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EPA Reaches Agreement With New Bedford Over Initial PCB Removal at McCoy Field
Release Date: 06/01/04
Contact Information: Contact: Andrew Spejewski, EPA Press Office, (617) 918-1014
For Immediate Release: 6/1/04; Release # 04-06-03
BOSTON – The U.S. Environmental Protection Agency today announced that it has reached an agreement with the City of New Bedford regarding the first stage of a major PCB cleanup at the city’s McCoy Field site.
The agreement stems from problems that arose after 1994, when the city graded the six-acre McCoy site for athletic fields using material from a former city dump. In February of this year, testing revealed significant levels of PCB contamination in subsurface soil at the site, resulting from contamination in the fill material. The city is currently testing the site and preparing for construction of a school building.
Under the settlement, the city agreed to pay a $27,500 fine for spreading the PCB contaminated fill. The city also agreed to remove all PCB contaminated soil excavated during site preparation and to prepare a plan for a long-term cleanup that protects human health. The settlement allows the city to use a lower-cost disposal option for less-contaminated soil, saving the city nearly $6 million on the cleanup. The city plans to immediately begin work on the site.
“This agreement ensures the long-term safety of people on and off the site, while using common sense to reduce the costs borne by the city,” said Robert W. Varney, regional administrator of EPA’s New England Office. “It’s a credit to the staff at EPA and the city who worked hard to get such a positive result in such a short period of time to allow the cleanup and redevelopment to proceed.”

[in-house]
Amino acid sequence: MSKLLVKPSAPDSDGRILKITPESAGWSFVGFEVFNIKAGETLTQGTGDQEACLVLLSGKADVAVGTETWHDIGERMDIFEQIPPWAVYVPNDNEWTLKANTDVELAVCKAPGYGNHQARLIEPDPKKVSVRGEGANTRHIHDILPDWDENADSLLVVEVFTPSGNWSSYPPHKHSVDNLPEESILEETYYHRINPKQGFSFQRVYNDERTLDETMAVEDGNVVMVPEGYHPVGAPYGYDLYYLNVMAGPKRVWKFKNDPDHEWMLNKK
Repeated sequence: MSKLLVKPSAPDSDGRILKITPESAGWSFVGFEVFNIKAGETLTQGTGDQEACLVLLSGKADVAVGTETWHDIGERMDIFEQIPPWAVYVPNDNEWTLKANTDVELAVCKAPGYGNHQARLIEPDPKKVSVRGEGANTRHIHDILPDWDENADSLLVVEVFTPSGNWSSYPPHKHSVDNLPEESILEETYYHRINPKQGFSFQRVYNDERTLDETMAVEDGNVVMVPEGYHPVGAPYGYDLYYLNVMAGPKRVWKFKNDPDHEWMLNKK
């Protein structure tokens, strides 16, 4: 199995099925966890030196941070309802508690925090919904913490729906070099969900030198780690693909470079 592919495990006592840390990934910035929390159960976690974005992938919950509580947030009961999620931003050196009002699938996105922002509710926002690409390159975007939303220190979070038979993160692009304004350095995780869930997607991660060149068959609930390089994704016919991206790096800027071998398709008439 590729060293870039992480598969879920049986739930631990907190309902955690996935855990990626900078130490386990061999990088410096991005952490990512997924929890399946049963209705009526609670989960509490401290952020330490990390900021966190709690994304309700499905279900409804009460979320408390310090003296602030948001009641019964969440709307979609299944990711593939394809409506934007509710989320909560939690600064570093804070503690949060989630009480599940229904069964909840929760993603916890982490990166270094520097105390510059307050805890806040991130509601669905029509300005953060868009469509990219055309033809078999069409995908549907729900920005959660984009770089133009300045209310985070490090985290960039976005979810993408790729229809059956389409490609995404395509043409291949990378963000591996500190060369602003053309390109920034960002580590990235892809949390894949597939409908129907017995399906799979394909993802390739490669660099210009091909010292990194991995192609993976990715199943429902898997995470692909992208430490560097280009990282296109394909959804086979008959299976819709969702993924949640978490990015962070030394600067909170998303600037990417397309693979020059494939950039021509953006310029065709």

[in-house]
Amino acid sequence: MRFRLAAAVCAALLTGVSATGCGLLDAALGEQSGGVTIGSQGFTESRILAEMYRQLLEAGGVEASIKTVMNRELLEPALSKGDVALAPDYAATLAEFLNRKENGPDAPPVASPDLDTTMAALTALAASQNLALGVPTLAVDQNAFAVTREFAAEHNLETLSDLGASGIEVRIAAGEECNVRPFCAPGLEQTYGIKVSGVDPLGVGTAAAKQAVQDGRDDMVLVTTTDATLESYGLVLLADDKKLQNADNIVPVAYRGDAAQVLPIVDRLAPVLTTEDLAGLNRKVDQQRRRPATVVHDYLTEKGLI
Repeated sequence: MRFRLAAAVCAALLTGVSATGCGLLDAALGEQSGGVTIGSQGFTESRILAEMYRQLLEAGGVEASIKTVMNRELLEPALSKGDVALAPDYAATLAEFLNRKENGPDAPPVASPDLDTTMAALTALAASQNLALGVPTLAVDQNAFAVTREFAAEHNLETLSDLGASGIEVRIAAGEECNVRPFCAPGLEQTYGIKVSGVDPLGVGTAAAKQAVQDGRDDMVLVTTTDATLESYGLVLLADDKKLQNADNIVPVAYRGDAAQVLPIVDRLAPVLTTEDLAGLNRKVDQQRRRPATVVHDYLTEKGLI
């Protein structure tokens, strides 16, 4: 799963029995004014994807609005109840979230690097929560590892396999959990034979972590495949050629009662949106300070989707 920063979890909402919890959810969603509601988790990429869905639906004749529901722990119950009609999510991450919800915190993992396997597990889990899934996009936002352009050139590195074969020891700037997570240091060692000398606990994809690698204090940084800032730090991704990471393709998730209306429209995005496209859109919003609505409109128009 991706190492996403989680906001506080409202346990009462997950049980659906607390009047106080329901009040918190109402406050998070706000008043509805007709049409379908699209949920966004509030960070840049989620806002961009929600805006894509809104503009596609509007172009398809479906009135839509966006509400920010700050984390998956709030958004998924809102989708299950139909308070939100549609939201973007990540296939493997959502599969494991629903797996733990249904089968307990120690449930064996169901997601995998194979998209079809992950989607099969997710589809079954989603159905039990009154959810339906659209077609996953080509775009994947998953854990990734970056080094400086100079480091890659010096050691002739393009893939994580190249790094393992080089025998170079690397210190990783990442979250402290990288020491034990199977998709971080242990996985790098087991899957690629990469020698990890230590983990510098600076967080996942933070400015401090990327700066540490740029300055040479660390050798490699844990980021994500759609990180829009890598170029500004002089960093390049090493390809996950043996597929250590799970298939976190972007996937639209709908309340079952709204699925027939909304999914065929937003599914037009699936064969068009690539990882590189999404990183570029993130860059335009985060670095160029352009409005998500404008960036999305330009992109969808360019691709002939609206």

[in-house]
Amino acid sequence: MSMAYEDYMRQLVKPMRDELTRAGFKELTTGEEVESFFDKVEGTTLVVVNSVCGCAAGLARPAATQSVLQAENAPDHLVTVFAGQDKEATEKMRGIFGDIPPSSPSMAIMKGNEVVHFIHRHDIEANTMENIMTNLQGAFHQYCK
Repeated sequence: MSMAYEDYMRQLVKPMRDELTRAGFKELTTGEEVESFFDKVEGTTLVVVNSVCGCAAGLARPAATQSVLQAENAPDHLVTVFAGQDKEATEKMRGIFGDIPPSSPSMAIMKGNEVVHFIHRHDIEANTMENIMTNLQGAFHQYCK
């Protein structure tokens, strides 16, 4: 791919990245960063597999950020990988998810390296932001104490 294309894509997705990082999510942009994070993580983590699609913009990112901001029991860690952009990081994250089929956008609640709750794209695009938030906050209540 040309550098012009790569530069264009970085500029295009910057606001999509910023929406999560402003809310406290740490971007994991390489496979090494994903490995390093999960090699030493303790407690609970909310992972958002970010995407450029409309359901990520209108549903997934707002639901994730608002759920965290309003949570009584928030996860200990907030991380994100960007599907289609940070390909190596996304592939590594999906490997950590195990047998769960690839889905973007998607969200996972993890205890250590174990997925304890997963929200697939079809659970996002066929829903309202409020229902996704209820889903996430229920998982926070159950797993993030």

Typically, soil with low PCB levels, below 50 parts per million (ppm), can be disposed of in regular landfills. However, the city’s actions in spreading the fill diluted the original PCB contamination and EPA’s regulations forbid diluting PCB-containing waste to reduce disposal costs. Therefore, the city could have been required to send all of the contaminated soil to a more-expensive hazardous waste disposal facility, at a cost of about $7.5 million.
In the settlement announced today, EPA agreed that because the city did not intentionally dilute the original fill to reduce disposal costs, it will allow the city to send soils with low PCB levels (below 50 ppm) to a non-hazardous disposal site, reducing disposal costs to $1.7 million. This disposal option is still as protective of human health as EPA’s PCB regulations require. Material with PCB levels at or above 50 ppm will go to a hazardous waste facility.
The settlement, embodied in a consent agreement, only covers excavation and other activities in the areas related to the utility corridors and foundation for the new building. New Bedford will be required to analyze all remaining PCB contamination at the site and develop a complete risk-based cleanup plan that will protect human health at the site after cleanup and construction is complete.
Cleanup in New England